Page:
So much of the art of our era owes its inspiration to the human effects of class tension and to the inequity of power and wealth. Since its inception, film has always been at that vanguard. And make no mistake, film remains in global ascendance.
Though the North American box office slipped two per cent between 2010 and 2014, the rest of the world grew by 24 per cent over the same period. Hollywood's commodities still reign supreme, but other voices around the world are picking up steam: four of South Korea's top 10 grossing films in 2015 are Korean made; five of 10 in China; seven of 10 in Turkey.
Film festivals, benefiting from this emergent international talent, continue to meet or beat record attendance levels, including the Vancouver International Film Festival, which opens this week. For the second year, I've been afforded the opportunity to sponsor "The Great Divide," a series of films at the festival that articulate the impacts of inequality from across the world.
Ink has been bought by the barrel to write about inequality over the last 12 months, pushed on by ever more surreal wealth and income metrics, a Piketty media love affair, and the afterglow of the Occupy movement. Those stories will continue until the underlying concerns and criticisms are redressed. But instead of a statistical expose, I will focus here on the bonds between the films of The Great Divide, those often corrosive effects that result from an unchecked market system.
Our first stop is Europe, where The Measure of a Man, alternatively titled The Law of the Market in French, finds Thierry, an out-of-work mechanic cum security guard at a big box store, faced with choices that test his moral compass. His own lack of options push him to actions which he would otherwise not abide against his fellow struggling public. Those same dilemmas face a myriad of characters in the sweeping Arabian Nights, a three-volume mosaic on the effects of present-day austerity on Portugal. Market law can be a challenge to natural human instincts, particularly among the desperate.
But morality is not only challenged among the poor in the free market. In Hilda, a bored, bourgeois Mexican housewife drifts towards depravity in her treatment of a young housekeeper, a misplaced assertion of idealism and perceived ownership of another's fate.
But depravity is too light a term to discuss in High-Rise, a fantastical polemic against intense wealth concentration and its constituents' future (or present?) proclivities. Based on J. G. Ballard's dystopian 1975 novel of the same name, the film should not be written off as science fiction in an era where even the "one per cent" is becoming too obtuse to describe what is really now the "0.1 per cent."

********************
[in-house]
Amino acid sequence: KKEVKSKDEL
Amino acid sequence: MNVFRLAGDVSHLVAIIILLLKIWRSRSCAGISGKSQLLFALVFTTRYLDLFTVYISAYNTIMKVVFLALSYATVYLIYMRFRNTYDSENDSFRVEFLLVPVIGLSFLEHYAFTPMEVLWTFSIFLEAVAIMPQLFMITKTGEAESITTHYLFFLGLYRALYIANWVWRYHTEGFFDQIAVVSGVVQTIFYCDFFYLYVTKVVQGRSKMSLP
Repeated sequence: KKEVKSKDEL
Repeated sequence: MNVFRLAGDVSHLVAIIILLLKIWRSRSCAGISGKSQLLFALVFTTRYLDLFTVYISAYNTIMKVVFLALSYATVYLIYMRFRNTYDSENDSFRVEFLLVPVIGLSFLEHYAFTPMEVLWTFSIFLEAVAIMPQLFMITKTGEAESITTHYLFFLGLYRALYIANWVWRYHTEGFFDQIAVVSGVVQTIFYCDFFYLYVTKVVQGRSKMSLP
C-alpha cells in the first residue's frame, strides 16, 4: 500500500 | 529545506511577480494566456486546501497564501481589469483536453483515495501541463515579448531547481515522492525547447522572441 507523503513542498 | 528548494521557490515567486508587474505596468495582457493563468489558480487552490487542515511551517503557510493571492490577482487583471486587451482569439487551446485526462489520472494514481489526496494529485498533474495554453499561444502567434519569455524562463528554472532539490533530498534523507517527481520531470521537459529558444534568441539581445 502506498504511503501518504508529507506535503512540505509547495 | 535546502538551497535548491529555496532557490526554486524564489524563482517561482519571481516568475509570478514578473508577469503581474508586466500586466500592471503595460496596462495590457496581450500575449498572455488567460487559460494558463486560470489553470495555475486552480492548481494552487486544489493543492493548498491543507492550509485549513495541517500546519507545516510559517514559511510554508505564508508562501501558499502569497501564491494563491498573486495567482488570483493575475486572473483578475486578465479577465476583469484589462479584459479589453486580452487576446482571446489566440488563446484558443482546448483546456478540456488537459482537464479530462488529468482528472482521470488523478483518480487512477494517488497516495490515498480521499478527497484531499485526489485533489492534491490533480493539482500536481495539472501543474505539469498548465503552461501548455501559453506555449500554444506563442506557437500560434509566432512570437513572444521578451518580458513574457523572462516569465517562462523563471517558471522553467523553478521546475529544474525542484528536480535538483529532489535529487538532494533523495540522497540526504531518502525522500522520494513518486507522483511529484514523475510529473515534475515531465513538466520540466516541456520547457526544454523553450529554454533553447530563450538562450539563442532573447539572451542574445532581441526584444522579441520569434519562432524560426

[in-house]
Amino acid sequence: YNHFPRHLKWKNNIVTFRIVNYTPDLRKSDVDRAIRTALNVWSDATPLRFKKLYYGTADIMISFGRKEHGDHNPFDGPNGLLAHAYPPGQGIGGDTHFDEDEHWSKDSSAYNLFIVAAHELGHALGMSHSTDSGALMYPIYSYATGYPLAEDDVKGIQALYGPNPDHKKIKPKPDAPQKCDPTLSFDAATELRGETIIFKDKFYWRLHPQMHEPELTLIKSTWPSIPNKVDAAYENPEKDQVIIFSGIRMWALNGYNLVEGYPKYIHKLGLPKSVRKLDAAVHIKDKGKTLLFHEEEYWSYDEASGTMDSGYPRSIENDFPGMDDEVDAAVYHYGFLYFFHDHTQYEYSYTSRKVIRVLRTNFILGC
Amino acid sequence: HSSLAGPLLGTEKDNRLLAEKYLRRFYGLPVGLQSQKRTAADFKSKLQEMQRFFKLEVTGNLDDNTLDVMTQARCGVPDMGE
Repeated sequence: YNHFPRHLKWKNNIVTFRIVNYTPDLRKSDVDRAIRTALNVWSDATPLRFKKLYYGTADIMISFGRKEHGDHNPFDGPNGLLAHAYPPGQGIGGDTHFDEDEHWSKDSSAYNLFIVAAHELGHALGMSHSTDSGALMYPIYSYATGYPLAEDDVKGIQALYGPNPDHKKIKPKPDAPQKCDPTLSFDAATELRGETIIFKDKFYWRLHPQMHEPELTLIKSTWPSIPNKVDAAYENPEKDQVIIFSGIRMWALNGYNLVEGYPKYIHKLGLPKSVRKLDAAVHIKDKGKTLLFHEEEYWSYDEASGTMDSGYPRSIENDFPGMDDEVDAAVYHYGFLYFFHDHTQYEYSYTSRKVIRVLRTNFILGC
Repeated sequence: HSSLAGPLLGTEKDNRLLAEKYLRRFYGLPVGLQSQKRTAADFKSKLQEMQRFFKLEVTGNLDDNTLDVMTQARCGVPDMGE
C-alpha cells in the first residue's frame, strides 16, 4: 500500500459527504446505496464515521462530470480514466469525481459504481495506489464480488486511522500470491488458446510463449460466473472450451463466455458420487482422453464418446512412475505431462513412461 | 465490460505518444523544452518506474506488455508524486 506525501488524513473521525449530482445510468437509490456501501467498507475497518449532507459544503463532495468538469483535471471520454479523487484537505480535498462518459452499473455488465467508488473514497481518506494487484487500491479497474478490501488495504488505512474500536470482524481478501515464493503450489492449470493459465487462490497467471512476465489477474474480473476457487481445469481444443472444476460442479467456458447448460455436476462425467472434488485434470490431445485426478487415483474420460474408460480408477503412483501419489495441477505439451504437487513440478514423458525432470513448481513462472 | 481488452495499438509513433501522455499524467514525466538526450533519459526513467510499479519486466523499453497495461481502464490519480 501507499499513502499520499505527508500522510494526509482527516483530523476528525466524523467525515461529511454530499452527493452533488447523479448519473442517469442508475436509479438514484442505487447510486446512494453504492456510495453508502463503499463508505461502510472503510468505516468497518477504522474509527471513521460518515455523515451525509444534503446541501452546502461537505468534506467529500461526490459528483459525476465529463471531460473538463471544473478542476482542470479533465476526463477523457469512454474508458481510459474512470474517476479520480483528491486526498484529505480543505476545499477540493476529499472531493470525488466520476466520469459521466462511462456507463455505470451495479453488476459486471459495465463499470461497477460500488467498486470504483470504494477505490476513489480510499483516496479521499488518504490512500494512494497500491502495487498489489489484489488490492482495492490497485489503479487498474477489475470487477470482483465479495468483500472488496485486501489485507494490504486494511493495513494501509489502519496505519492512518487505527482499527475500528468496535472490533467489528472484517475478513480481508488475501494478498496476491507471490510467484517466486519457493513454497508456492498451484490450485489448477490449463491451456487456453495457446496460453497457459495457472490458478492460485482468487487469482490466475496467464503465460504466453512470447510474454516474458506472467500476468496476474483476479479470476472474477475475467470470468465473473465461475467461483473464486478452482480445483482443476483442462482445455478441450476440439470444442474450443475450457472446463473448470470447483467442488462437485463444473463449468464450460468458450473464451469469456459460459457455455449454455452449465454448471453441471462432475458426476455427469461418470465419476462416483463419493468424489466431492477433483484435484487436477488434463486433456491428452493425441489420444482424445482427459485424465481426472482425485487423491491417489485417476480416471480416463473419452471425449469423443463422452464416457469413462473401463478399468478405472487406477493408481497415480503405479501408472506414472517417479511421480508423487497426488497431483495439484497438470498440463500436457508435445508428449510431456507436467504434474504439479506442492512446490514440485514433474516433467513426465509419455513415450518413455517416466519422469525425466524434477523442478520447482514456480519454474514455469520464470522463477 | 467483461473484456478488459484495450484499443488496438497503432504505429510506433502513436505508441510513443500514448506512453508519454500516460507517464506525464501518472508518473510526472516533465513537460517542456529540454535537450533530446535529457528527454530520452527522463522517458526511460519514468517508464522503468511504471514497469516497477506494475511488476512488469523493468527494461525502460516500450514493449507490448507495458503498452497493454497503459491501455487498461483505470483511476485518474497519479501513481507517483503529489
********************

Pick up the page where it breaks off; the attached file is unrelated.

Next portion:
Hope within the system
Yet, there is hope within the system. To misquote Churchill: capitalism is the worst form of society, except for all the others. So, rays of light shine through in Brazil's The Second Mother, where circumstance has forced a domestic worker away from her own family to serve that of another. But we find that the daughter of that worker, outspoken and brilliant, is whisking her way to university. Human agency will find a way if there are openings, as long as the openings are wide and obvious enough to find.
The well-to-do character of Jalal in Wednesday, May 9 wants to create those openings in modern day Iran through his own generosity. Guilt is surely preferable to greed in the upper class, but even seemingly selfless acts create unintended consequences. And those consequences are never clearer and more challenging than in Argentina's Paulina, where the best intentions of a lawyer are tested when she decides to make a contribution in a far-off rural setting.
Non-fiction features in the series revisit consistent themes. Falciani's Tax Bomb, about the leaking of Swiss banking client lists, features "citizens" no less reprehensible than the fiends of High-Rise in their aversion to a simple ethical duty: pay your taxes. Honestly. Tana Bana at once enchants and breeds anxiety. The ancient traditions involved in India's sari production are beautiful, but the threat of automation and computer design are at the gates. If you think this conundrum only applies to artisan textile workers in the developing world, think again. The same is definitely coming to a profession near you.
The films featured here all highlight the outcomes of the insufficiently guided market economy upon people's sense of justice, integrity and empathy around the world. The conversation needs to be pressed further, and the use of the rich language of cinema is a perfect medium to do so. A full list of the films in The Great Divide series can be found here, and I encourage you to seek out as many other subject matters as possible at VIFF. Nowhere else can so much global perspective be gained so quickly.
The Vancouver International Film Festival kicks off Sept. 24. To win tickets to films and special events, stay tuned to The Tyee's Twitter feed this week and next -- we'll be hosting some giveaways! Find us on Twitter here.